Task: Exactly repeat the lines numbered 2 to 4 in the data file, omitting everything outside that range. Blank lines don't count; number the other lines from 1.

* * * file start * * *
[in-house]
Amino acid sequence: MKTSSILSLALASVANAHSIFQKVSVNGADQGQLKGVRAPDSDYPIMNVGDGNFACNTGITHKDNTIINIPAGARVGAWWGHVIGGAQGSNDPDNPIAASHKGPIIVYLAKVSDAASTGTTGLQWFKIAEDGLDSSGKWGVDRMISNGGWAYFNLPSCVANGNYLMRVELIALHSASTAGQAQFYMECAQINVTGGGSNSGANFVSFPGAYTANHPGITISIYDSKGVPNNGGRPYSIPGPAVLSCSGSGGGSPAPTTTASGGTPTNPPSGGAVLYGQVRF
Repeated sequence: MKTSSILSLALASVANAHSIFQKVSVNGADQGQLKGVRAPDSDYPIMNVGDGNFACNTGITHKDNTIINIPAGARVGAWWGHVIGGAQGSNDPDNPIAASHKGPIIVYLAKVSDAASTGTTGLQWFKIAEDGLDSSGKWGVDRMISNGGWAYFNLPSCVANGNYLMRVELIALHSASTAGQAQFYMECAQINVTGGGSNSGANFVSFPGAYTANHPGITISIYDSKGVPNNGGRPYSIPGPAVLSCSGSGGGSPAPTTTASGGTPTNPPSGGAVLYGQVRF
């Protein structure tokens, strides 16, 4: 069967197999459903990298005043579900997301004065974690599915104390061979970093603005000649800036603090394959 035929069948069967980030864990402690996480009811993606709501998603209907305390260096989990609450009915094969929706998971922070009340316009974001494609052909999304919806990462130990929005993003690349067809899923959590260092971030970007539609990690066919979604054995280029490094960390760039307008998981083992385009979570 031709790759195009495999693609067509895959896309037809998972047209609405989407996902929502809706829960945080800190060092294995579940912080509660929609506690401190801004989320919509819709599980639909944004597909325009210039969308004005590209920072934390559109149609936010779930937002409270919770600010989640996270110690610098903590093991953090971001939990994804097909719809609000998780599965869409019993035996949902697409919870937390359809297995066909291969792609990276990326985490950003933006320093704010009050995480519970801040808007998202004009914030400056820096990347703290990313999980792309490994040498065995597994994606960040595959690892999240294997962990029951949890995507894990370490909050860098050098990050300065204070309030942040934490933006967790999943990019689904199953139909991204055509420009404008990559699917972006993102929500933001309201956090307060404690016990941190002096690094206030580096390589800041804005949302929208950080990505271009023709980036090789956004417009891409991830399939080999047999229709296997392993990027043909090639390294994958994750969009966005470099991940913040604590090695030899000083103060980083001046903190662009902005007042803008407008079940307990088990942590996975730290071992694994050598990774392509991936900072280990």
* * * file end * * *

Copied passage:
Amino acid sequence: MKTSSILSLALASVANAHSIFQKVSVNGADQGQLKGVRAPDSDYPIMNVGDGNFACNTGITHKDNTIINIPAGARVGAWWGHVIGGAQGSNDPDNPIAASHKGPIIVYLAKVSDAASTGTTGLQWFKIAEDGLDSSGKWGVDRMISNGGWAYFNLPSCVANGNYLMRVELIALHSASTAGQAQFYMECAQINVTGGGSNSGANFVSFPGAYTANHPGITISIYDSKGVPNNGGRPYSIPGPAVLSCSGSGGGSPAPTTTASGGTPTNPPSGGAVLYGQVRF
Repeated sequence: MKTSSILSLALASVANAHSIFQKVSVNGADQGQLKGVRAPDSDYPIMNVGDGNFACNTGITHKDNTIINIPAGARVGAWWGHVIGGAQGSNDPDNPIAASHKGPIIVYLAKVSDAASTGTTGLQWFKIAEDGLDSSGKWGVDRMISNGGWAYFNLPSCVANGNYLMRVELIALHSASTAGQAQFYMECAQINVTGGGSNSGANFVSFPGAYTANHPGITISIYDSKGVPNNGGRPYSIPGPAVLSCSGSGGGSPAPTTTASGGTPTNPPSGGAVLYGQVRF
């Protein structure tokens, strides 16, 4: 069967197999459903990298005043579900997301004065974690599915104390061979970093603005000649800036603090394959 035929069948069967980030864990402690996480009811993606709501998603209907305390260096989990609450009915094969929706998971922070009340316009974001494609052909999304919806990462130990929005993003690349067809899923959590260092971030970007539609990690066919979604054995280029490094960390760039307008998981083992385009979570 031709790759195009495999693609067509895959896309037809998972047209609405989407996902929502809706829960945080800190060092294995579940912080509660929609506690401190801004989320919509819709599980639909944004597909325009210039969308004005590209920072934390559109149609936010779930937002409270919770600010989640996270110690610098903590093991953090971001939990994804097909719809609000998780599965869409019993035996949902697409919870937390359809297995066909291969792609990276990326985490950003933006320093704010009050995480519970801040808007998202004009914030400056820096990347703290990313999980792309490994040498065995597994994606960040595959690892999240294997962990029951949890995507894990370490909050860098050098990050300065204070309030942040934490933006967790999943990019689904199953139909991204055509420009404008990559699917972006993102929500933001309201956090307060404690016990941190002096690094206030580096390589800041804005949302929208950080990505271009023709980036090789956004417009891409991830399939080999047999229709296997392993990027043909090639390294994958994750969009966005470099991940913040604590090695030899000083103060980083001046903190662009902005007042803008407008079940307990088990942590996975730290071992694994050598990774392509991936900072280990």